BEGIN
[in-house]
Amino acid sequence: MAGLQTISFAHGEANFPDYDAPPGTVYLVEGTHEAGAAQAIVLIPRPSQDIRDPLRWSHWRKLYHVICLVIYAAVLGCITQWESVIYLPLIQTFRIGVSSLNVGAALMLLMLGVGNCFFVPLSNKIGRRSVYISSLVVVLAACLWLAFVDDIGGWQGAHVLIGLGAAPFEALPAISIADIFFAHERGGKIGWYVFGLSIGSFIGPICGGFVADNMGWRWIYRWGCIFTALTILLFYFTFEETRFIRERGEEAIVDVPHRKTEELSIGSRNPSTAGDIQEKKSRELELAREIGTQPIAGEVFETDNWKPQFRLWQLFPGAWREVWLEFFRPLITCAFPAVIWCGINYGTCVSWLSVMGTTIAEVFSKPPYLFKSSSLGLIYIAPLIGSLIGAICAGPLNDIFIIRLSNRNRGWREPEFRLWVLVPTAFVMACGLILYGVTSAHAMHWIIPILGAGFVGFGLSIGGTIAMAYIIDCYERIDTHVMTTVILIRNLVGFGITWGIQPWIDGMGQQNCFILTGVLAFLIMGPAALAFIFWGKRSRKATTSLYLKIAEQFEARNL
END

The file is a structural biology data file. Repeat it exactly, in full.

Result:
[in-house]
Amino acid sequence: MAGLQTISFAHGEANFPDYDAPPGTVYLVEGTHEAGAAQAIVLIPRPSQDIRDPLRWSHWRKLYHVICLVIYAAVLGCITQWESVIYLPLIQTFRIGVSSLNVGAALMLLMLGVGNCFFVPLSNKIGRRSVYISSLVVVLAACLWLAFVDDIGGWQGAHVLIGLGAAPFEALPAISIADIFFAHERGGKIGWYVFGLSIGSFIGPICGGFVADNMGWRWIYRWGCIFTALTILLFYFTFEETRFIRERGEEAIVDVPHRKTEELSIGSRNPSTAGDIQEKKSRELELAREIGTQPIAGEVFETDNWKPQFRLWQLFPGAWREVWLEFFRPLITCAFPAVIWCGINYGTCVSWLSVMGTTIAEVFSKPPYLFKSSSLGLIYIAPLIGSLIGAICAGPLNDIFIIRLSNRNRGWREPEFRLWVLVPTAFVMACGLILYGVTSAHAMHWIIPILGAGFVGFGLSIGGTIAMAYIIDCYERIDTHVMTTVILIRNLVGFGITWGIQPWIDGMGQQNCFILTGVLAFLIMGPAALAFIFWGKRSRKATTSLYLKIAEQFEARNL